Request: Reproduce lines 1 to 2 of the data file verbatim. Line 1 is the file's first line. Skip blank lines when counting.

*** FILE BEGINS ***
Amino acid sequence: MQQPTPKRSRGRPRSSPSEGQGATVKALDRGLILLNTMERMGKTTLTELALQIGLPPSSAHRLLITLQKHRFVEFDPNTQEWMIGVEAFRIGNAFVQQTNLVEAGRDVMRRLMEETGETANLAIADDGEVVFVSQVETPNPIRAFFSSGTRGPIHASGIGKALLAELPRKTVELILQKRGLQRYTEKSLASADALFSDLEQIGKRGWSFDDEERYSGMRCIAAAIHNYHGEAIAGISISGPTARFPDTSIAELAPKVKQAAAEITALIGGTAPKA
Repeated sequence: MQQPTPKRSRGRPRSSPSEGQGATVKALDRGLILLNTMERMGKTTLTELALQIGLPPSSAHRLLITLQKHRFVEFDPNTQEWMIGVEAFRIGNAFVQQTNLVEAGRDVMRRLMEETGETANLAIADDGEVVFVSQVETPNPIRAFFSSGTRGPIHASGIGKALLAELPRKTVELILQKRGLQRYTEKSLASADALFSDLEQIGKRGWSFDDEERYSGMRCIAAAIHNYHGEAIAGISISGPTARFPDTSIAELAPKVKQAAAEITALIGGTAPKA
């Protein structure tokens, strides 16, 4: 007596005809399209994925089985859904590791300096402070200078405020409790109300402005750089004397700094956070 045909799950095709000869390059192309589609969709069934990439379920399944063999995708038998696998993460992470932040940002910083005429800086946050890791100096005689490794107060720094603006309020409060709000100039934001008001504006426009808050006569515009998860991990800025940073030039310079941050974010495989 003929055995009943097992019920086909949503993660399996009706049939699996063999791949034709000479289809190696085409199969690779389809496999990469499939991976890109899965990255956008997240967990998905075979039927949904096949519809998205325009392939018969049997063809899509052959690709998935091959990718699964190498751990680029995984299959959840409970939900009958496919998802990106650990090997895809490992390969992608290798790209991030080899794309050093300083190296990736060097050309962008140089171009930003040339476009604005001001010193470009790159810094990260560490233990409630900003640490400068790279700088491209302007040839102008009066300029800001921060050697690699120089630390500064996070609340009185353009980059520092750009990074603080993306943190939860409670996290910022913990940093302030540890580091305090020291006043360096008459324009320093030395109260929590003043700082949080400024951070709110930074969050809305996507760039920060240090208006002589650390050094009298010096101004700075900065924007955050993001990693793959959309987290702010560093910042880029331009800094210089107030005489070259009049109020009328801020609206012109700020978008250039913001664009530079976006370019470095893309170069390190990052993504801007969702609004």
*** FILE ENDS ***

Amino acid sequence: MQQPTPKRSRGRPRSSPSEGQGATVKALDRGLILLNTMERMGKTTLTELALQIGLPPSSAHRLLITLQKHRFVEFDPNTQEWMIGVEAFRIGNAFVQQTNLVEAGRDVMRRLMEETGETANLAIADDGEVVFVSQVETPNPIRAFFSSGTRGPIHASGIGKALLAELPRKTVELILQKRGLQRYTEKSLASADALFSDLEQIGKRGWSFDDEERYSGMRCIAAAIHNYHGEAIAGISISGPTARFPDTSIAELAPKVKQAAAEITALIGGTAPKA
Repeated sequence: MQQPTPKRSRGRPRSSPSEGQGATVKALDRGLILLNTMERMGKTTLTELALQIGLPPSSAHRLLITLQKHRFVEFDPNTQEWMIGVEAFRIGNAFVQQTNLVEAGRDVMRRLMEETGETANLAIADDGEVVFVSQVETPNPIRAFFSSGTRGPIHASGIGKALLAELPRKTVELILQKRGLQRYTEKSLASADALFSDLEQIGKRGWSFDDEERYSGMRCIAAAIHNYHGEAIAGISISGPTARFPDTSIAELAPKVKQAAAEITALIGGTAPKA